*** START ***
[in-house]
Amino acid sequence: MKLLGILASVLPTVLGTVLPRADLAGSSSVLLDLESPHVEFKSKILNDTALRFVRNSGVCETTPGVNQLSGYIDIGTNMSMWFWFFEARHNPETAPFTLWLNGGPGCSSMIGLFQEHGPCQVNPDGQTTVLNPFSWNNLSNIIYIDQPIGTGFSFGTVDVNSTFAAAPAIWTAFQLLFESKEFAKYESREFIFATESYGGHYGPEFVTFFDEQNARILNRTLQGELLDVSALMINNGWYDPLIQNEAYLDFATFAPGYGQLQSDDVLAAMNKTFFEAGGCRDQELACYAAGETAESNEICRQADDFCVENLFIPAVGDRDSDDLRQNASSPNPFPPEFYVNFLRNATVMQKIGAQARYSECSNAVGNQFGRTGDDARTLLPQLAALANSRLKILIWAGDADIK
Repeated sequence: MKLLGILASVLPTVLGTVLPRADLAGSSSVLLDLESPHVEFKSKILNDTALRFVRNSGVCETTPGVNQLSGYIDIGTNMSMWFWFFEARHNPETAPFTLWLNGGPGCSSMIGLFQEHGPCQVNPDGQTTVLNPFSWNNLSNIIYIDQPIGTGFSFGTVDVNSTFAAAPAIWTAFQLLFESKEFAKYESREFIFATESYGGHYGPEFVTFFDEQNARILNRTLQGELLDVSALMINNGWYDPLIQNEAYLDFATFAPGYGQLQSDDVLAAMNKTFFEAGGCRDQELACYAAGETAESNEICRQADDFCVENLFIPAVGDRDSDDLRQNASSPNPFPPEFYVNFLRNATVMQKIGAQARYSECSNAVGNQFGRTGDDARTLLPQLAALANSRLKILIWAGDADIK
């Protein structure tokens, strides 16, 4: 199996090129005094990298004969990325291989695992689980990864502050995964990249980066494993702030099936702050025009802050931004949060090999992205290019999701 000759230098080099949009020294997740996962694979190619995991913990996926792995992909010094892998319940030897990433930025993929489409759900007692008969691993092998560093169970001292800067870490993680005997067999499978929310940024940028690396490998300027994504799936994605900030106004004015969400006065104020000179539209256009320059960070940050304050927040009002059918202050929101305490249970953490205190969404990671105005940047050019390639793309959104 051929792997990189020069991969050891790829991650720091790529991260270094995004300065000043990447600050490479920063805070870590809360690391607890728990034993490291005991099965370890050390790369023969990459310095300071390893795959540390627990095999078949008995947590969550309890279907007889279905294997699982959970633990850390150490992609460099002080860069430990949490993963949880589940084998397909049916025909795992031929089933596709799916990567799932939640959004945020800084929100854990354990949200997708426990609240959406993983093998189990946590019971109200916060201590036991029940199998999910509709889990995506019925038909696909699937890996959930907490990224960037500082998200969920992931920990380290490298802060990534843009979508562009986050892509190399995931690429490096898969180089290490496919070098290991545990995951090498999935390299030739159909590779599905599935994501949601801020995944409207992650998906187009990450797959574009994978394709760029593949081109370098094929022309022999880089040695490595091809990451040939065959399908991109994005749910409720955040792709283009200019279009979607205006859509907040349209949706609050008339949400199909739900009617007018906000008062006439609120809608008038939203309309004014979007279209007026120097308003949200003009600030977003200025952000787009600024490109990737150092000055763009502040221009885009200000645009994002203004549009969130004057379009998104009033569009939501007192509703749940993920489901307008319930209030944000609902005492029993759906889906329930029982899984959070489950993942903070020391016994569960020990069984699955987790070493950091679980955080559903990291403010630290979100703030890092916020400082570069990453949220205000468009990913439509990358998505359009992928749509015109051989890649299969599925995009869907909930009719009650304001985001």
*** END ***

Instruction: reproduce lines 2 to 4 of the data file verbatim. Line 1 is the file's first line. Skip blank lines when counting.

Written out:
Amino acid sequence: MKLLGILASVLPTVLGTVLPRADLAGSSSVLLDLESPHVEFKSKILNDTALRFVRNSGVCETTPGVNQLSGYIDIGTNMSMWFWFFEARHNPETAPFTLWLNGGPGCSSMIGLFQEHGPCQVNPDGQTTVLNPFSWNNLSNIIYIDQPIGTGFSFGTVDVNSTFAAAPAIWTAFQLLFESKEFAKYESREFIFATESYGGHYGPEFVTFFDEQNARILNRTLQGELLDVSALMINNGWYDPLIQNEAYLDFATFAPGYGQLQSDDVLAAMNKTFFEAGGCRDQELACYAAGETAESNEICRQADDFCVENLFIPAVGDRDSDDLRQNASSPNPFPPEFYVNFLRNATVMQKIGAQARYSECSNAVGNQFGRTGDDARTLLPQLAALANSRLKILIWAGDADIK
Repeated sequence: MKLLGILASVLPTVLGTVLPRADLAGSSSVLLDLESPHVEFKSKILNDTALRFVRNSGVCETTPGVNQLSGYIDIGTNMSMWFWFFEARHNPETAPFTLWLNGGPGCSSMIGLFQEHGPCQVNPDGQTTVLNPFSWNNLSNIIYIDQPIGTGFSFGTVDVNSTFAAAPAIWTAFQLLFESKEFAKYESREFIFATESYGGHYGPEFVTFFDEQNARILNRTLQGELLDVSALMINNGWYDPLIQNEAYLDFATFAPGYGQLQSDDVLAAMNKTFFEAGGCRDQELACYAAGETAESNEICRQADDFCVENLFIPAVGDRDSDDLRQNASSPNPFPPEFYVNFLRNATVMQKIGAQARYSECSNAVGNQFGRTGDDARTLLPQLAALANSRLKILIWAGDADIK
């Protein structure tokens, strides 16, 4: 199996090129005094990298004969990325291989695992689980990864502050995964990249980066494993702030099936702050025009802050931004949060090999992205290019999701 000759230098080099949009020294997740996962694979190619995991913990996926792995992909010094892998319940030897990433930025993929489409759900007692008969691993092998560093169970001292800067870490993680005997067999499978929310940024940028690396490998300027994504799936994605900030106004004015969400006065104020000179539209256009320059960070940050304050927040009002059918202050929101305490249970953490205190969404990671105005940047050019390639793309959104 051929792997990189020069991969050891790829991650720091790529991260270094995004300065000043990447600050490479920063805070870590809360690391607890728990034993490291005991099965370890050390790369023969990459310095300071390893795959540390627990095999078949008995947590969550309890279907007889279905294997699982959970633990850390150490992609460099002080860069430990949490993963949880589940084998397909049916025909795992031929089933596709799916990567799932939640959004945020800084929100854990354990949200997708426990609240959406993983093998189990946590019971109200916060201590036991029940199998999910509709889990995506019925038909696909699937890996959930907490990224960037500082998200969920992931920990380290490298802060990534843009979508562009986050892509190399995931690429490096898969180089290490496919070098290991545990995951090498999935390299030739159909590779599905599935994501949601801020995944409207992650998906187009990450797959574009994978394709760029593949081109370098094929022309022999880089040695490595091809990451040939065959399908991109994005749910409720955040792709283009200019279009979607205006859509907040349209949706609050008339949400199909739900009617007018906000008062006439609120809608008038939203309309004014979007279209007026120097308003949200003009600030977003200025952000787009600024490109990737150092000055763009502040221009885009200000645009994002203004549009969130004057379009998104009033569009939501007192509703749940993920489901307008319930209030944000609902005492029993759906889906329930029982899984959070489950993942903070020391016994569960020990069984699955987790070493950091679980955080559903990291403010630290979100703030890092916020400082570069990453949220205000468009990913439509990358998505359009992928749509015109051989890649299969599925995009869907909930009719009650304001985001």